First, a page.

The letter I'm enclosing appeared in your column almost 20 years ago, and I saved it because it made a big difference in my life. I'm sure it will help others get through a terrible time in their lives, as it helped me. Please run it again.
-- Healed in Toronto
Here's the letter you requested. Thanks for letting me know it helped. That's what I'm here for.
I am writing this letter out of anxiety and frustration. I realize it is too long to print, but perhaps you can use parts of it to educate the well-meaning public.
As the wife of a terminally ill patient, I have become a prisoner in my own home. Sometimes, I think if I hear one more knock on the door, I will scream. People I don't know, "John's" co-workers, distant aunts, cousins and friends of the family drop in anywhere from 9 a.m. until 8 p.m. I am expected to entertain them, serve them refreshments and be cordial, even though I may have been up most of the night and am dead on my feet.
Will you please print these guidelines for well-meaning friends and relatives? It is too late for me -- I'm already a wreck -- but maybe I can help somebody else.
1. Don't just drop in. Call first. This means everybody -- parents included.
2. Don't ask personal questions such as: "Does John have a will?" "Where will he be buried?" "Does he have a good insurance policy?" "How much longer can he last?" This information is not your business, and being forced to respond to such questions makes me uncomfortable.
3. Don't describe your Uncle Sol's bout with cancer. It doesn't help the family to know "he had the same trouble and suffered something terribly at the end." John doesn't need any more stress, and neither do the rest of us.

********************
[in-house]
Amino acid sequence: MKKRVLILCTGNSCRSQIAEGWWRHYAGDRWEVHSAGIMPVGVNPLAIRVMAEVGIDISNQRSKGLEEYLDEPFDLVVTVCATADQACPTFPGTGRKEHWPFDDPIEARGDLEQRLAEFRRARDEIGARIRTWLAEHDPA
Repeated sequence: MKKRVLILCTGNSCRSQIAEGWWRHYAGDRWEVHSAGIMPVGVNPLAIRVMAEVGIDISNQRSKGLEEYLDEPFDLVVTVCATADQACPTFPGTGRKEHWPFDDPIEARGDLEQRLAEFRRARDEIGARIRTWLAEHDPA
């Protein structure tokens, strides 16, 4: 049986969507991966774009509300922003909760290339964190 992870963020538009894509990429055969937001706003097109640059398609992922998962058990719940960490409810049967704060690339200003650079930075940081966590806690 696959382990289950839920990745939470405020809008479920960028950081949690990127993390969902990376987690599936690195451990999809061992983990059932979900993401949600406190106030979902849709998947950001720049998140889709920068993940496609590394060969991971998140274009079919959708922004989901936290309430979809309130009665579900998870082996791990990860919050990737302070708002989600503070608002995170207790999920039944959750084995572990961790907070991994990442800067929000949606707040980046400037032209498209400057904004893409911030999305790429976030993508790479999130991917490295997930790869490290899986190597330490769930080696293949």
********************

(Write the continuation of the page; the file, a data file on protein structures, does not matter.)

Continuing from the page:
4. Don't offer medical advice. We are not interested in taking John to Mexico for some rare herbal extract or to California for some newfangled, unproven treatment or to a faith healer in India. We are listening to our own doctors.
5. Don't say, "Call me if there is anything I can do." I am not going to call. If you want to help, use your imagination. There are many things you can do. For example, say, "I can visit John Friday or Saturday. Which day would you like to get your hair washed or run errands?"
6. Don't bring candy, flowers or books. We have plenty. Do bring a casserole, a crock of soup or some homemade cookies.
7. Please leave the kids at home. John is too ill to appreciate Suzie's new song and Tommy's stories about his baseball activities. Even though he loves children, the commotion makes him nervous.
I know this letter sounds ungracious. I don't mean it to be. We love our family and friends. Company is good for John, but not a constant stream, every day, all day. No matter how close you are to us, please call before you come over, and ask if it is a good time. I know John hasn't much time left, and it would be lovely if the children and I could have a few evenings of family life -- just us, no visitors.
Please, Ann, print this letter. Your millions of readers who have been fortunate enough to have missed what we are going through now will surely profit from it.
-- Name Withheld, No City Please
Thank you for your excellent suggestions. Let's hope everyone will pay attention.
(C) 1999, Creators Syndicate Inc.
To find out more about Ann Landers and read her past columns, visit the Creators Syndicate web page at www.creators.com.